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Theeducation of structural engineers for the 21st century
Structuralengineers, like their name suggest, are engineers specialized inbuilding structures that are in a position to counter the natural andhuman forces such as wind and earthquakes. They build structures suchas bridges, houses, and skyscrapers. Education of structuralengineers is not as easy as one can imagine. Going to class alone andacquiring a degree is never enough. Much of their education shouldinvolve a lot of practical work and the constant relation of whatthey learn in the real world.
DavidBarnard Steinman, who was an American engineer, is a good example ofa structural engineer. The learning process is that he underwent anembodiment of the real education of structural engineers. Like allother engineers, Steinman started learning to engineer in collegewhere he went to the University of Columbia and did civilengineering. He later continued with his doctorate in the sameUniversity. During college, engineers learn a lot of theory aboutwhat they will do. Theory, however, accounts for less than 50% ofwhat they are supposed to know, and it, therefore, supplemented byhuge amounts of fieldwork. One advantage or benefit of college to theimprovement of the quality of the engineer produced is the projects.Before graduation, a student has to design his thesis. A thesis makespeople open minded, innovative and makes them think broad. Steinmanndid a thesis in his undergraduate titled ‘The design of the HenryHudson Memorial Bridge` and in his doctorate, he did "SuspensionBridges and Cantilevers: Their Economic Proportions and LimitingSpans"(Bruschi,95).
Engineersneed to learn from the past designers and past structures. Steinmandid a comprehensive study of bridges built in the past and especiallythe Tacoma Bridge, which collapsed in 1940. Using the Tacoma bridgestudy, he was able to derive mathematical computations forrelationship between the weight and depth of girders of bridges. Hecame up with many conclusions of how aerodynamic stability of bridgesought to be improved. Steinman specialized in suspension bridges. Outof his experience and the successful studies, he conducted he becamea very popular engineer. Steinmann said that it is unfortunate thattoday, engineers are made through a simple course and that is all.There is never production of the perfect engineers that were at thebeginning of formalization of engineering. The four-year course mayhave been adequate two generations ago, but the increasing content ofessential engineering knowledge and the growing recognition of thedesirability of a background of liberal arts and cultural studies fora professional man have altered the picture (Taerwe,81). Engineeringcolleges, institutions, and organizations, however, have realized theneed to have postgraduate studies and are slowly pushing for it.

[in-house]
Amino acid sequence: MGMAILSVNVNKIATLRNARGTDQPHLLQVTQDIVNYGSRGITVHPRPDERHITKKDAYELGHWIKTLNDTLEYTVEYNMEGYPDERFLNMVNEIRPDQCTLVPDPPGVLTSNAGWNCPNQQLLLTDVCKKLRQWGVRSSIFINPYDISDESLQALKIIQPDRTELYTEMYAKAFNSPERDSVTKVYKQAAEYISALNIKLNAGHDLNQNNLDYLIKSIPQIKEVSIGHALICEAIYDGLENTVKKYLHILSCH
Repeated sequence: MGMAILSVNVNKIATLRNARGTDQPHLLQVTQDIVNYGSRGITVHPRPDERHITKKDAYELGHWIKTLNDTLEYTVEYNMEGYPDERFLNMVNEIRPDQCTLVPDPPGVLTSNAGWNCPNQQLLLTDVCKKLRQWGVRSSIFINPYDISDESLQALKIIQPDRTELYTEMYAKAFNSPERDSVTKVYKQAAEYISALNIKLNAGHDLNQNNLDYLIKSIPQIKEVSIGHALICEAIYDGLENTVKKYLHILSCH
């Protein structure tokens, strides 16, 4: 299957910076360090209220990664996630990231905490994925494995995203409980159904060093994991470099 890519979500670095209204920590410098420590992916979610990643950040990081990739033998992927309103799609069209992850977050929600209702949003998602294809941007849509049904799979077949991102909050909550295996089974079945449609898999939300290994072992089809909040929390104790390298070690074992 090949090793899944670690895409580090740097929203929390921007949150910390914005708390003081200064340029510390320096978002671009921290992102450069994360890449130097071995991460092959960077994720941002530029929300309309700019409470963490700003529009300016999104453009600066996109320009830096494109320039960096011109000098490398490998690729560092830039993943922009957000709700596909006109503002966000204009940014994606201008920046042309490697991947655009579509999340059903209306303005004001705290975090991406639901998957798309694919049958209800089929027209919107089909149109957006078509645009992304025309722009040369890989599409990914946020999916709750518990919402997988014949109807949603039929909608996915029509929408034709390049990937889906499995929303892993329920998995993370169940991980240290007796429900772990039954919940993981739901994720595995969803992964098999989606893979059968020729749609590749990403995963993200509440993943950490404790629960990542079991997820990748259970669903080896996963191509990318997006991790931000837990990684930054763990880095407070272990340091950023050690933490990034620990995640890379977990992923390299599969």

Acomparison and discussion of similarities in leadership and trainingbetween Tedesko,
AntonTedesko is another structural engineer who shares similar experienceswith Steinmann. Born in 1994 (not long after Steinmann), he became aninternational engineer who designed and built great innovativestructures. Tedesko had his engineering education at the TechnicalUniversity of Vienna where he acquired a diploma in Civilengineering. Eugene Freyssinet, on the other hand, was also astructural engineer born in 1879. Like Steinman and unlike Tedesko,he attended both undergraduate and postgraduate. The three engineershad great accomplishments that no one can turn a blind eye on. Thethree engineers were great leaders and mentors to many upcomingengineers. It is surprising how Tedesko was not as highly educated asthe other two, but he was employed in many different placed as agreat engineer. However, this is very simple. As Steinman said, classwork entails very little of structural engineering. Engineers improvetheir skills by fieldwork and the way they prove their skills indifferent projects.
Bruschi,Maria Grazia. `Eminent Structural Engineer: David B. Steinman(1886â€“1960)`. StructuralEngineering International18.1 (2008): 95-97. Web
Taerwe,Luc. `Advanced Materials Engineering`. StructuralEngineering International10.2 (2000): 81-81. Web